EASL is proud to be a strategic partner in the efforts of the Coalition for Global Hepatitis Elimination (CGHE) to develop national hepatitis elimination profiles for countries in Europe and beyond. These national profiles are like taking the temperature of a given country, providing an overview of its status, progress towards elimination, and steps needed to progress, listing of key stakeholders, identifying the most important initiatives and policy steps required. EASL will contribute expertise for the development of the profiles and will disseminate information about them to the global hepatology community.
To overcome the barriers to achieving viral hepatitis elimination, we must improve people’s access to screening, treatment, and care. To this end, all actors involved, including patient organisations, must work together and deliver care at the community level. In 2019, the major hepatology societies agreed that there is an urgent need to simplify viral hepatitis testing and linkage to care and today this remains a priority. Only by decentralising viral hepatitis services to local level care and task-sharing care with primary care clinicians and other health care practitioners can we achieve our goal
said Prof. Maria Buti, Professor of Medicine at the Internal Medicine and Hepatology Department, Hospital General Universitari Valle Hebron, Barcelona, and EASL’s EU Policy Councillor, and Chair of EASL’s Policy and Public Health Committee.
The EASL International Liver Foundation (EILF) continues to champion the micro-elimination approach as an integral part of every country’s efforts to eliminate hepatitis C as a public health threat by 2030, as set out by WHO. The COVID-19 pandemic has caused setbacks, so we will need to redouble our efforts in pursuit of the 2030 goals. EILF remains a staunch ally to our partners around the world, aiming to ensure viral hepatitis receives the attention it deserves. We confirm our ongoing support of elimination efforts taking place globally,
said Prof. Jeff Lazarus, EASL Policy and Public Health Committee Member, and Vice-Chair of the EASL International Liver Foundation.
Research recently published in the Journal of Hepatology
- “Global burden of acute viral hepatitis and its association with socioeconomic development status, 1990–2019” published open access 4 May 2021, by Dan-Yi Zeng, et al.
- “Impact of direct-acting antivirals for HCV on mortality in a large population-based cohort study” published 4 June 2021, by Naveed Z. Janjua, et al.
Other EASL efforts to date, tools, and resources
EASL is engaged in fighting liver diseases on many fronts, drawing upon the power of the hepatology network worldwide. Year by year, we are proud to be developing new initiatives and publications for clinicians, policymakers, and patients.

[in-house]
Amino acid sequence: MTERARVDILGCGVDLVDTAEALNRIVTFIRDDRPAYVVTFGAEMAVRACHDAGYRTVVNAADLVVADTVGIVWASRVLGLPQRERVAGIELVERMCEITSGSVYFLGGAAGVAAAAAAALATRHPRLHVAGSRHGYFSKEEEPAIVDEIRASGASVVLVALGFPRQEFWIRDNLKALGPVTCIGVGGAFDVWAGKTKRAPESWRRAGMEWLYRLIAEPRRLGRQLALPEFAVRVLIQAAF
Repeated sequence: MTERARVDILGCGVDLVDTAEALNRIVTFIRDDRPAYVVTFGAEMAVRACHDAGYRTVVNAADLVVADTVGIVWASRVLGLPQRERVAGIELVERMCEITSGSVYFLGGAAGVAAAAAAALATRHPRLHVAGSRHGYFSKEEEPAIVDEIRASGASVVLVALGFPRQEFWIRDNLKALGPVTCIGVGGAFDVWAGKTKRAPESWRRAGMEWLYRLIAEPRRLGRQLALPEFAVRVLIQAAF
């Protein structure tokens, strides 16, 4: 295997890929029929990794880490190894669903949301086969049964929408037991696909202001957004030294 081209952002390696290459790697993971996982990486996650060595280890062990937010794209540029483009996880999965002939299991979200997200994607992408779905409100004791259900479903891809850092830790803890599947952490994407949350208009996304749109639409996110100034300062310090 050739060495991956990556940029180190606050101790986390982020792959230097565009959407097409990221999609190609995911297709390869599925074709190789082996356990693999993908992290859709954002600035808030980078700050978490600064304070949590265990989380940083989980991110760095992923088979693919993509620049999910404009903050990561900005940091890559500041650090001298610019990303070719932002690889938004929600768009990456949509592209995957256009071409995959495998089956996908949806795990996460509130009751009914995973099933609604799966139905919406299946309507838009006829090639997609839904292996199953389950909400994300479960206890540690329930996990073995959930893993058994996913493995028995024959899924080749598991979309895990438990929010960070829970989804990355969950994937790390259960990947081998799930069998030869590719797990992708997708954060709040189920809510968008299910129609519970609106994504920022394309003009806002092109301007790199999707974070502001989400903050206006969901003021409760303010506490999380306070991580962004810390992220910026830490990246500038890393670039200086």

- Clinical Practice Guidelines, updated and released in September 2020 by the Journal of Hepatology: EASL recommendations on treatment of hepatitis C: Final update of the series, with accompanying webinar and slide decks
- Policy statement on drug use and the global hepatitis C elimination goal released in August 2020, available in full and in lay-summary format; translated into four more languages: Czech, French, German, and Russian
- Policy statement: Eliminating Hepatitis C – an Action Plan, translated into 11 languages; available in full and lay-summary format
Focusing on hepatitis C and treating it
Together, hepatitis B (HBV) and HCV cause vast numbers of deaths. An estimated 71 million people worldwide live with chronic HCV, up to 14 million of them in Europe. A significant proportion of them will develop cirrhosis or liver cancer. As many as 400,000 people die per year globally of HCV. Currently, there is no effective vaccine against HCV. But there are antiviral medicines, known as directly acting antivirals (DAAs), that can cure more than 95% of these people and reduce dramatically their chances of long-term complications, like liver failure and hepatocellular carcinoma. These medicines are a medical revolution and offer hope to many. But to access them, people need improved awareness and rapid testing, offering them both a path to early diagnosis and access to affordable treatment.
Who is most likely to contract HCV?
Because HCV is bloodborne, it is mostly spread by exposure to blood or blood products. People who are particularly vulnerable include: those who inject drugs, men who have sex with men (in high-risk sexual practices), prisoners, sex workers, and migrants from countries with HCV high prevalence due to unsafe injection practices. Because many of them are subjected to stigma and its related challenges, they may need extra support to access treatment.